How does customer experience differ in emerging economies?

george-smith-speaking-at-CX-4-CA

Stats that highlight the benefits of CX are around every corner. They emblazon every PowerPoint presentation. For example:

 

  • 86% of people will pay more for a better customer experience.
  • $1 billion companies will earn an additional $700 million within three years of investing in customer experience.

 

However, these stats omit something important—they refer to 86% of people and $1 billion companies in America. Does the same principle hold true in the Middle East or Asia Pacific? Is the impact of customer experience universal across developed and emerging economies?

 

I have lived and worked across Europe, Middle East and Asia. During my time in different countries and economies, I’ve been fascinated by which digital strategies are common across cultures—and which are unique. I even started a podcast interviewing CMOs and CIOs across the world for their point of view.

The "America minus m-years" hypothesis

In this recent conference presentation, I argue that most people I speak to tacitly assume the “America minus n-years” hypothesis. Where every country is on the same linear progress path—and hence your CX is defined by how many years your country is behind America. As such, I often hear people advocate for doing things in the Middle East that were successful in America three years ago.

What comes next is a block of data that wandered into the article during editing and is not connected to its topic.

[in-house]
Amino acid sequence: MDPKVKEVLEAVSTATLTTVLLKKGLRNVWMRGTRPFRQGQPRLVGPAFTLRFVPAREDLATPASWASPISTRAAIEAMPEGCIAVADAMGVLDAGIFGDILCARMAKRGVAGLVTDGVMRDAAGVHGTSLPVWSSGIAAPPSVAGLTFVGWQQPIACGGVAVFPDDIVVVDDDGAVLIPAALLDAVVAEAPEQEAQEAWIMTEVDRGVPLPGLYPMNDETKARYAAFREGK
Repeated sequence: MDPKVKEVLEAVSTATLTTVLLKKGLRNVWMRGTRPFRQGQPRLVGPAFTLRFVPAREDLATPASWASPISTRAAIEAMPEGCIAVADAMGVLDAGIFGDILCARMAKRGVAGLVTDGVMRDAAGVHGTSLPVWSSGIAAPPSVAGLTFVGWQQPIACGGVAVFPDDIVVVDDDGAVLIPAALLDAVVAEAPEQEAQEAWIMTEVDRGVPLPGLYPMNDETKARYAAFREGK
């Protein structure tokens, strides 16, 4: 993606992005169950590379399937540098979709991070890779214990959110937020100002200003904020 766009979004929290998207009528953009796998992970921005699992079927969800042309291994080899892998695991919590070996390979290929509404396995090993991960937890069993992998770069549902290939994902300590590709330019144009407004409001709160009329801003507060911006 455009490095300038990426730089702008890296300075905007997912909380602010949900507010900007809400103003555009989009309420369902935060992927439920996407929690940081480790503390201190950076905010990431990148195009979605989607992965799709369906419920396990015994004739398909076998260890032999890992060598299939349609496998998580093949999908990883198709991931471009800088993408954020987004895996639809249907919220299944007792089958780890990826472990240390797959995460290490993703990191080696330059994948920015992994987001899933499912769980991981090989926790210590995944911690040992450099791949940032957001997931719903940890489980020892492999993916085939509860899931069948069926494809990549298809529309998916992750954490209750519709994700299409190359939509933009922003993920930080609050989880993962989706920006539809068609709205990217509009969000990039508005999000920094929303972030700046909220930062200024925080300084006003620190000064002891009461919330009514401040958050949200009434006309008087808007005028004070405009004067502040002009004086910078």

This simply isn’t true. Just because CX offers a competitive edge in every country doesn’t mean it’s a linear progression. The same tactics won’t necessarily work for every customer’s culture or context.

 

The “America minus n-years” hypothesis glosses over fundamental differences between cultures. For example, immigrants account for 88% of the UAE’s population, while just 13% of America’s population is foreign-born. That’s a major cultural difference.

'The difference between developed and emerging economies lies in what consumers want. A customer’s context, culture and community are different—not linear. So is their preferred CX.”

George Smith, Regional Managing Director, MEIA

    There’s no substitute for learning about your customers in their context.

    Cutting corners won’t do you any favors. There’s no substitute for understanding your users in their context, in their culture. Hence, brands should build a marketing laboratory that allows them to rest, measure and learn about their unique customers. In the same way that culinary desires differ from culture to culture, customer experience can any brand a competitive advantage anywhere in the world. But each culture’s unique CX demands will always differ.

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